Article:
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Behaviour of some trace metals in sediments of the Fraser River delta-front, southwestern British Columbia

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Title: Behaviour of some trace metals in sediments of the Fraser River delta-front, southwestern British Columbia
Author: Grieve, David Austin
Degree: Master of Science - MSc
Program: Geological Science
Copyright Date: 1977
Issue Date: 2010-02-16
Series/Report no. UBC Retrospective Theses Digitization Project [http://www.library.ubc.ca/archives/retro_theses/]
Abstract: Co, Cu, Fe, Mn, Ni, Pb and Zn contents, both in total and partial extractions, have been determined for inter-tidal and foreslope surficial sediments of the Fraser River active delta-front. In conjunction with analysis of subsurface sediments and water and suspended sediment from the main channel, these data suggest controls on metal contents and distribution. An inverse relation between total metal contents and sand content of sediment is demonstrated in geographic distributions and correlation analysis of metal data. Relatively greater concentrations of metals in hydrous oxide phases and detrital minerals of the silt-plus-clay fraction account for this relationship. Trace metals in heavy minerals of the sand fraction partially negate the grain-size effect. Adsorbed metals are an insignificant quantity (excepting Mn) except in two samples from an area receiving effluent from the Iona Island sewage treatment plant. Variation of trace metal contents in short cores is generally related to transitions in sediment texture. Some metal may be mobilized and lost subsequent to burial, although this conclusion is contingent on the assumption that trace metal input to delta-front sediments is constant over time. One core collected near Iona Island, however, contains evidence that this assumption is not totally valid. Scavenging of Zn, and probably other trace metals, by newly-formed hydrous Fe (and possibly Mn) oxides takes place in brackish conditions within the main channel. In conjunction with physical processes which increase residence times of sediments in the estuarine portions of the river, this process accounts for removal of a sizeable fraction of dissolved metal. Desorption of trace metals occurs in the channel and in Georgia Strait, although probably to a somewhat lesser extent than the sorption process. In terms of metal contents and mechanisms of metal deposition, the Fraser delta-front is typical of nearshore sediments of low clay content. Trace metal sorption by various mechanisms, including that described here, accounts for retention of river-borne and waste metals in nearshore sediments.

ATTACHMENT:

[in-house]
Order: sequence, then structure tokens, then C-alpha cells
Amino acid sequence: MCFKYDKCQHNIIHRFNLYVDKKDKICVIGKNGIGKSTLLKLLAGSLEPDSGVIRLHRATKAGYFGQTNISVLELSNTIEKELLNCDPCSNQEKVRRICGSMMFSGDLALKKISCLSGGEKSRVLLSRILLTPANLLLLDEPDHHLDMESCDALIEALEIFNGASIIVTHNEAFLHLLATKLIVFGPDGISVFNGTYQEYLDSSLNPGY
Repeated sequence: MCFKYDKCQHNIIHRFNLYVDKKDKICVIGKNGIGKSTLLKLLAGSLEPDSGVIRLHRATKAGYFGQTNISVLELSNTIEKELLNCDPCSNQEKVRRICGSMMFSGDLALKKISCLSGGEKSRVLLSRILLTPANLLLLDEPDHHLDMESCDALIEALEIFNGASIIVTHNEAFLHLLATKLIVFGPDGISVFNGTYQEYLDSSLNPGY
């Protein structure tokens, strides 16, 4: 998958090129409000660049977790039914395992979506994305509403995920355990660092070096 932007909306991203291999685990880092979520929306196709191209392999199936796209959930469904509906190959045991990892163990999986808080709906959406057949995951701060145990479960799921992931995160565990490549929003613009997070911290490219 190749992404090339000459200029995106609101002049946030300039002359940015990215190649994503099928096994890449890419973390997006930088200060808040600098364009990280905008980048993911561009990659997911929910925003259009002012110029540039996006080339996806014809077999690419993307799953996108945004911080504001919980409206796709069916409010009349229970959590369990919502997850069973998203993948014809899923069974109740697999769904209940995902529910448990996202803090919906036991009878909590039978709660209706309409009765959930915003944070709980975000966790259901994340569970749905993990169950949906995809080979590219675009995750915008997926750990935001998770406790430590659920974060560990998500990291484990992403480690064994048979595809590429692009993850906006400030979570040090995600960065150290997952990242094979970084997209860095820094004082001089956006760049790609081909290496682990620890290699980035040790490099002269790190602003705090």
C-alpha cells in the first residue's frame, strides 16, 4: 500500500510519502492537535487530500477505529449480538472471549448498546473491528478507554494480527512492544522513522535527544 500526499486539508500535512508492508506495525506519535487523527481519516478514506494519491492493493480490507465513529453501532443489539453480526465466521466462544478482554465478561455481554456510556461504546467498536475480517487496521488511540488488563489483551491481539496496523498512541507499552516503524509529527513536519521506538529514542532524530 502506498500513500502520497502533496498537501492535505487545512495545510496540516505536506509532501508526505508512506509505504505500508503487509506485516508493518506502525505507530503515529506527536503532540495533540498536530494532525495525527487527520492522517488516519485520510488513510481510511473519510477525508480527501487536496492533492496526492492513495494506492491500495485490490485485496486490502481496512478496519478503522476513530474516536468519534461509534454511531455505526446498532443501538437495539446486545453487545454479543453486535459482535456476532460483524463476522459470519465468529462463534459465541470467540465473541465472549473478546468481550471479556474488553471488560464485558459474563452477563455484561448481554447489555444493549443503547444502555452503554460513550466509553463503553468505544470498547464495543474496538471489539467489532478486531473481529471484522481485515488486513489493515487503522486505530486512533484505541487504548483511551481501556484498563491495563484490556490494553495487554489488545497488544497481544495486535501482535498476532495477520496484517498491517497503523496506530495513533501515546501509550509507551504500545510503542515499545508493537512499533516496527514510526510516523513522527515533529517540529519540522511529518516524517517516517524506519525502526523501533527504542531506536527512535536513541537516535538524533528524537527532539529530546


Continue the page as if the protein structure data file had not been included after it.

Affiliation: Science, Faculty of
URI: http://hdl.handle.net/2429/20314
Scholarly Level: Graduate

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